Traces of uranium found at Syria site is 'inconclusive, says El Baradei

Daily News Egypt
4 Min Read

DUBAI: The head of the UN s nuclear watchdog said Monday the agency needs more transparency from Syria and others to determine whether traces of uranium found at a site bombed by Israeli planes indicate Damascus was building a nuclear reactor there.

International Atomic Energy Agency chief Mohamed El-Baradei confirmed that the radioactive material was found at the site but said the source was inconclusive.

It s not highly enriched uranium. It could have come from so many different ways, he told reporters in Dubai. That s why we re looking at so many different scenarios.

Uranium can be found naturally in low concentrations and must be enriched before it can be used in either power plants or nuclear weapons. Highly enriched uranium is the type used in atomic bombs.

El-Baradei made the comments during and after a speech to business leaders here, just days before the IAEA is expected to circulate a confidential report to board members outlining the status of his agency s investigation.

We still have a lot of work to do. We haven t yet reached a conclusion whether that was a reactor or not a reactor, El-Baradei said.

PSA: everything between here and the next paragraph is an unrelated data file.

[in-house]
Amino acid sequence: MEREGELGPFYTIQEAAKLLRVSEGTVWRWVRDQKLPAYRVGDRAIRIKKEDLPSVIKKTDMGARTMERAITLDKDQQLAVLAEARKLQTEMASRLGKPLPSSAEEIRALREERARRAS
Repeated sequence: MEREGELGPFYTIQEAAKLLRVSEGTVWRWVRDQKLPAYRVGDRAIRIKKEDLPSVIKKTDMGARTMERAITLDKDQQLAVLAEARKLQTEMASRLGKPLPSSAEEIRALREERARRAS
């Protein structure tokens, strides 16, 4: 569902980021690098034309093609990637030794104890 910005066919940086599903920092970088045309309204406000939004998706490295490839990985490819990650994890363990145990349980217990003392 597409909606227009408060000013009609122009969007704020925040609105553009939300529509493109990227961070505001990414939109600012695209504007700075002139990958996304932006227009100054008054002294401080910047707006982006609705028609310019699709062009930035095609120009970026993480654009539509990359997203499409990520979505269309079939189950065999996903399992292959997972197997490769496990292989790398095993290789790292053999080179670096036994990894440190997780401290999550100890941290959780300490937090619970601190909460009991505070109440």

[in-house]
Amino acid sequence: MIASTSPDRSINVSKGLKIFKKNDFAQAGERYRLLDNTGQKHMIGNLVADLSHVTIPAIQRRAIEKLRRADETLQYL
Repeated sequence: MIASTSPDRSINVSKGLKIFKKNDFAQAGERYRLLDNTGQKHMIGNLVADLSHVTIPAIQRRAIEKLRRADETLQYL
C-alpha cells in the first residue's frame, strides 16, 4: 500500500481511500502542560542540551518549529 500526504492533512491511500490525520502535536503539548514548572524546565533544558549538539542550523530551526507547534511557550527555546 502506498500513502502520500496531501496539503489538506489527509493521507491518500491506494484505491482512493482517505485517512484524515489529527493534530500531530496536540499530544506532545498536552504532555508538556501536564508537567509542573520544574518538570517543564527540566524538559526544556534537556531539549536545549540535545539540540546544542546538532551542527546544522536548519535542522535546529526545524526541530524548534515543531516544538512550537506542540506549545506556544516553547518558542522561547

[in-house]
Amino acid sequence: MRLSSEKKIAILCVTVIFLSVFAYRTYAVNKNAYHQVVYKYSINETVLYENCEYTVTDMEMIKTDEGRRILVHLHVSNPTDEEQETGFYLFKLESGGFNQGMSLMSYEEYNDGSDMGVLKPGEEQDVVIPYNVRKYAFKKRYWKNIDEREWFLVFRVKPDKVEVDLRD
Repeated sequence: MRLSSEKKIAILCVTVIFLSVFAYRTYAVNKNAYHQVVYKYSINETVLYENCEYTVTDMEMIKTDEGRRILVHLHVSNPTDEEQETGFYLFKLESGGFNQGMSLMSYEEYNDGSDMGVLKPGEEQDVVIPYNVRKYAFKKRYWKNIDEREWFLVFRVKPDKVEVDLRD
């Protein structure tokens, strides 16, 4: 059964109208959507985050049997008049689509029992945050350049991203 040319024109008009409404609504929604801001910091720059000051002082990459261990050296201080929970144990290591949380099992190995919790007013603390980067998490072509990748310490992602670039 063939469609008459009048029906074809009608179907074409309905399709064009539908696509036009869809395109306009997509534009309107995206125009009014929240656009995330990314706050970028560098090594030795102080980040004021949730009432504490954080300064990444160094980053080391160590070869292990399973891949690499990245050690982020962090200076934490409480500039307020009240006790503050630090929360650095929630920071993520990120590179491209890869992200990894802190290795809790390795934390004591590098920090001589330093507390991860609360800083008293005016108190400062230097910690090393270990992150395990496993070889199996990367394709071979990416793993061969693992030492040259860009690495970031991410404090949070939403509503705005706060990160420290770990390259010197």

In Washington, US Department of State spokesman Sean McCormack said El-Baradei’s announcement about the traces indicated that more needed to be found out about the site.

Certainly, that would indicate that there was some basis for this investigation and that it should continue until a full picture is able to be drawn by the IAEA as to what exactly happened at that site, he said.

Diplomats told The Associated Press earlier this month that soil samples collected at the bombed site revealed minute traces of processed uranium.

Syria s foreign minister, Walid Al-Moallem, said last week that the leaks to the media about the uranium were meant to put pressure on Damascus, which has denied any wrongdoing.

El-Baradei called specifically for more cooperation from Damascus, saying it needs a lot of transparency on the part of Syria. He said he was hopeful that Syria would allow inspectors back into the country to carry out further tests.

But he also said Israel needs to provide more information to address Syrian allegations that the uranium may have come from Israeli bombs dropped on the site during the September 2007 raid.

Al-Moallem last week said it was unclear what type of bombs targeted the site, adding that the United States has used bombs containing depleted uranium in Iraq and Afghanistan. The Israeli Foreign Ministry had no comment on the matter when asked last week.

El-Baradei also called on countries that have satellite images of the site to cooperate with the investigation.

We need cooperation from everybody, he said. We are not going to be able to reach a quick conclusion or jump the gun unless we have absolutely credible information.

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